The 2020 edition of Giving in Numbers is here! As always, this year’s report covers trends in corporate social investment and includes a brand-new section on corporate purpose.
Given the rapidly changing state of the world during 2020, CECP took steps to ensure that Giving in Numbers data was supported with real-time insights by increasing the frequency of CECP Pulse Surveys.
Looking back at what and how companies gave in 2019, coupled with what we heard from those same companies through weekly pulse surveys, CECP has created a unique look at where company strategies might be headed. Here’s what we found:
Community Investment Budgets:
According to Giving in Numbers, total community investments increased by 7% between 2017 and 2019. The Health Care industry was again this year the main driver of this increase in contributions.
A CECP Pulse Survey in early April 2020 showed that 47% of companies stated that their 2020 community investment budgets had already increased or would increase due to Covid-19 response. A following Pulse Survey in early May 2020showed that despite initial increases in 2020 budgets, 64% of companies’ budgets would at least remain the same in 2021, and 18% of surveyed companies stated their 2021 budgets would increase compared to 2020.
Corporate Purpose Embedded throughout the Company:
According to Giving in Numbers, seven out of ten companies reported that most or almost all employees would know their company’s corporate purpose. Giving in Numbers data showed that the communication of corporate purpose may follow a top-down processing from corporate leaders: 84% of companies perceived that their C-Suite executives would frequently or very frequently refer to their company’s corporate purpose in documents, emails, meetings, or plans, whereas only 66% of companies reported that employees perceive middle management to do the same.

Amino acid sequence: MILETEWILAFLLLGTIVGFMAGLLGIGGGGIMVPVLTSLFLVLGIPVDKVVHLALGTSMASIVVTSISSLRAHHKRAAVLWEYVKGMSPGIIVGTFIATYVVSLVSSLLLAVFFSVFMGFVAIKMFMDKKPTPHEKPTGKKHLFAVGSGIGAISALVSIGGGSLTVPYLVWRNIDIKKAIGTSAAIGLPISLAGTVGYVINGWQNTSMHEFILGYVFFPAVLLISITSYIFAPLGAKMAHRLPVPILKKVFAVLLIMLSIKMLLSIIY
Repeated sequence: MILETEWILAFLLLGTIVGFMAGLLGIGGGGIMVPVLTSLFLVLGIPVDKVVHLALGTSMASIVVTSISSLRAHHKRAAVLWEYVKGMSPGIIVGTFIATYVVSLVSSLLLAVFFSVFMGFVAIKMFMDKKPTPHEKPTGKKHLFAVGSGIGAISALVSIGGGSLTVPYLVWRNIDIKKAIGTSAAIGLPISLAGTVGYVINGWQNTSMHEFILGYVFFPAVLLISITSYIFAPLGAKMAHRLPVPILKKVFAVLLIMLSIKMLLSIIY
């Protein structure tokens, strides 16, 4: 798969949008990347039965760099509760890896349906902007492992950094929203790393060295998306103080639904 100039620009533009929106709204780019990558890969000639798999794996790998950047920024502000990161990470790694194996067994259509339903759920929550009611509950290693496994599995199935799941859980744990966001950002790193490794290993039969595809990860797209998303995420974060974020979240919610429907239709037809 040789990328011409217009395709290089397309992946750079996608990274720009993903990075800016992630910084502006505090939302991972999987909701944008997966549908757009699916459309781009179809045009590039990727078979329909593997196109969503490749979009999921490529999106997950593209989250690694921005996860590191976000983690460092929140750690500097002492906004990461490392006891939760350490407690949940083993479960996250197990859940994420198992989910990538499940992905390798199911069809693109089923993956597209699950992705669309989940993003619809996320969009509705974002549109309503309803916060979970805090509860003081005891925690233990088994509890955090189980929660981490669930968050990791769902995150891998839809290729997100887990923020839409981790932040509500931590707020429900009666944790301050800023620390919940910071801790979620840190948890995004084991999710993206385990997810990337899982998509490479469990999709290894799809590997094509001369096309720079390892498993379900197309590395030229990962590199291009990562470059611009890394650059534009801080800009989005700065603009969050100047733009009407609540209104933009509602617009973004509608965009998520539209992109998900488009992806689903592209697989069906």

Moreover, corporate purpose statements are not totally a new corporate matter. A CECP Pulse Survey showed that 62% of surveyed companies created or most recently changed their corporate purpose statement in the last 5 years. Nineteen percent have had a corporate purpose statement for more than 5 years, 13% declared that changes were currently under consideration (July 2020), and only a very small percentage of companies (6%) had no corporate purpose statement.
A shift in employee giving:
Matching gifts decreased: the overall median dollar value of matching gifts decreased by 18% between 2017 and 2019. Reasons may include that teams may be communicating/ encouraging matching-gift programs less than they used to; another factor may be budget reductions. Year-Round Policy was the only matching-gift program that increased its median cash contributions in the last three years.
Specifically, when surveyed about their company’s matching gift programs related to Diversity, Equity, and Inclusion; only 9% of surveyed companies in a July Pulse Survey stated they would increase matching gift ratios/caps; 27% would open up nonprofit/causes eligibility; whereas 60% would have no change.
International Giving is on the Rise:
International giving grew by 49%, signaling greater focus on international end-recipients across multi-billion-dollar companies represented in Giving in Numbers.